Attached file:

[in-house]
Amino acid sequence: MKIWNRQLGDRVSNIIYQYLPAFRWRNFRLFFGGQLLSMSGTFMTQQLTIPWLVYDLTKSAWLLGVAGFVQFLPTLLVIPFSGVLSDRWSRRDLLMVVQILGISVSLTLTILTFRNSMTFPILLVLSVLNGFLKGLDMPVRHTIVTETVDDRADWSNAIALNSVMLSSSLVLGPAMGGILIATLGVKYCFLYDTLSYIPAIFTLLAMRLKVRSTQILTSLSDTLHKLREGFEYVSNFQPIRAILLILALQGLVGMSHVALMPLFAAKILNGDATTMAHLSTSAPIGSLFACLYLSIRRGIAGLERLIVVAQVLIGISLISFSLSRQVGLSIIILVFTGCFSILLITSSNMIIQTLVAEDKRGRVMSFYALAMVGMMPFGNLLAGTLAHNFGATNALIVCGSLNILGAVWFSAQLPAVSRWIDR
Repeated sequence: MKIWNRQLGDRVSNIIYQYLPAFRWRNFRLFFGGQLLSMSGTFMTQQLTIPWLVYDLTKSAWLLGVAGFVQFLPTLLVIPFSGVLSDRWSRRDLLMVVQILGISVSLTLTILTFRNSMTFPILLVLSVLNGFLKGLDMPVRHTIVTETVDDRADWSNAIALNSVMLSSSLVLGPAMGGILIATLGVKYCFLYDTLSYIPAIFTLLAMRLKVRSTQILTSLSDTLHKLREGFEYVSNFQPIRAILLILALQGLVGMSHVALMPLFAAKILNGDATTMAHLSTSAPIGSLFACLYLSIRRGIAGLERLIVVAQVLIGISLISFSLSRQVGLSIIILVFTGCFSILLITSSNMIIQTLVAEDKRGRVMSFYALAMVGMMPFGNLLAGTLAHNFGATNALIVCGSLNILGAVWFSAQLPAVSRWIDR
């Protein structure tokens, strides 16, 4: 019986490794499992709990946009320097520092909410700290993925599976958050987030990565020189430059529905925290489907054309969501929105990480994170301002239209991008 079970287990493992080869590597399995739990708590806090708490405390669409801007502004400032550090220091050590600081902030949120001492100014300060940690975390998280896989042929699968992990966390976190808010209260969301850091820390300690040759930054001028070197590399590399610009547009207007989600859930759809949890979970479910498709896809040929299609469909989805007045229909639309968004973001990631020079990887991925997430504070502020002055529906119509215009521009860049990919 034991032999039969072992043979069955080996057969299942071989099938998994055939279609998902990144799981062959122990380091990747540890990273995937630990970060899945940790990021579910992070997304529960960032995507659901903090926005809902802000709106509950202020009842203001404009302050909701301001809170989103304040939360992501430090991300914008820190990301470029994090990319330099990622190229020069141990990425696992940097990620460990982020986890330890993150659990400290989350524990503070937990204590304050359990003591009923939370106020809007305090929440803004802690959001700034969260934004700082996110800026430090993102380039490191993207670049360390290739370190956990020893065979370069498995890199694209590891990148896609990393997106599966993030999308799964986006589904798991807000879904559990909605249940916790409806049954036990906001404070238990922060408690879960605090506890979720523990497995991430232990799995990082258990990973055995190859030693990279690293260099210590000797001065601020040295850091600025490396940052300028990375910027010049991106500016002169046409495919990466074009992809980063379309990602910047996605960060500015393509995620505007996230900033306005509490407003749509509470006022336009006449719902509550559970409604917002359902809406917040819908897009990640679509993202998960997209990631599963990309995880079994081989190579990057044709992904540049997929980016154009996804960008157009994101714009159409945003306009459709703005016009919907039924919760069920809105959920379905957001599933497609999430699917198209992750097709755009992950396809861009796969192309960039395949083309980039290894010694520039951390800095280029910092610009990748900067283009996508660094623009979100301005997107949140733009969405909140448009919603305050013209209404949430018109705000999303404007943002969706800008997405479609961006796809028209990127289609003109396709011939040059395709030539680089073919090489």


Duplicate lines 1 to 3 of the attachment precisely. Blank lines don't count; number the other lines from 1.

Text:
[in-house]
Amino acid sequence: MKIWNRQLGDRVSNIIYQYLPAFRWRNFRLFFGGQLLSMSGTFMTQQLTIPWLVYDLTKSAWLLGVAGFVQFLPTLLVIPFSGVLSDRWSRRDLLMVVQILGISVSLTLTILTFRNSMTFPILLVLSVLNGFLKGLDMPVRHTIVTETVDDRADWSNAIALNSVMLSSSLVLGPAMGGILIATLGVKYCFLYDTLSYIPAIFTLLAMRLKVRSTQILTSLSDTLHKLREGFEYVSNFQPIRAILLILALQGLVGMSHVALMPLFAAKILNGDATTMAHLSTSAPIGSLFACLYLSIRRGIAGLERLIVVAQVLIGISLISFSLSRQVGLSIIILVFTGCFSILLITSSNMIIQTLVAEDKRGRVMSFYALAMVGMMPFGNLLAGTLAHNFGATNALIVCGSLNILGAVWFSAQLPAVSRWIDR
Repeated sequence: MKIWNRQLGDRVSNIIYQYLPAFRWRNFRLFFGGQLLSMSGTFMTQQLTIPWLVYDLTKSAWLLGVAGFVQFLPTLLVIPFSGVLSDRWSRRDLLMVVQILGISVSLTLTILTFRNSMTFPILLVLSVLNGFLKGLDMPVRHTIVTETVDDRADWSNAIALNSVMLSSSLVLGPAMGGILIATLGVKYCFLYDTLSYIPAIFTLLAMRLKVRSTQILTSLSDTLHKLREGFEYVSNFQPIRAILLILALQGLVGMSHVALMPLFAAKILNGDATTMAHLSTSAPIGSLFACLYLSIRRGIAGLERLIVVAQVLIGISLISFSLSRQVGLSIIILVFTGCFSILLITSSNMIIQTLVAEDKRGRVMSFYALAMVGMMPFGNLLAGTLAHNFGATNALIVCGSLNILGAVWFSAQLPAVSRWIDR